GAO’s reports and testimonies give Congress, federal agencies, and the public timely, fact-based, non-partisan information that can improve government operations and save taxpayers billions of dollars.
In 2004, an estimated 35.7 million foreign-born people resided in the United States, and many legitimately have SSNs. Many of these individuals have Social Security numbers (SSNs) which can have a key role in verifying authorization to work in the United States.
In 2002, the Social Security Administration (SSA) issued nearly 6 million new Social Security numbers (SSNs), of which 1.3 million were issued to noncitizens. Despite its narrowly intended purpose, the SSN has in practice become the national identifier.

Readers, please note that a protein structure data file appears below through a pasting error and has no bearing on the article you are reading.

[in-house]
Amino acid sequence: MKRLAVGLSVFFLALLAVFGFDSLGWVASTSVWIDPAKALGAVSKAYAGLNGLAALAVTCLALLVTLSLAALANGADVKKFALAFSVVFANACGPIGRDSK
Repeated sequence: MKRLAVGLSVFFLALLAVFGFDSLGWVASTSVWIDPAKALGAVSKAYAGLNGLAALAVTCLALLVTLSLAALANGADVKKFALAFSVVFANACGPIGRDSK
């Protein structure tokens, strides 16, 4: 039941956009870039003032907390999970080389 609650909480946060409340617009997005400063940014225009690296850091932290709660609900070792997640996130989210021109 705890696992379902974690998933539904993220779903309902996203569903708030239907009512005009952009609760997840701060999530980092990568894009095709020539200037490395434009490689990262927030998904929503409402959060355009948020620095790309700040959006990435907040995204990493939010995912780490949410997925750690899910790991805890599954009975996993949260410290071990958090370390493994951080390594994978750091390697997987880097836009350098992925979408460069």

In 1936, the Social Security Administration (SSA) established the Social Security Number (SSN) to track worker's earnings for social security benefit purposes. However, the SSN is also used for a myriad of non-Social Security purposes.
Officials at several federal uniformed police forces in the Washington, D.C., metropolitan area have raised concerns that disparities in pay and retirement benefits have caused their police forces to experience difficulties in recruiting and retaining officers.
Pursuant to a congressional request, GAO reviewed the growth of the District of Columbia's unfunded pension liability, focusing on: (1) how the District's retirement plans compare with other municipal retirement plans; and (2) the impact of U.S.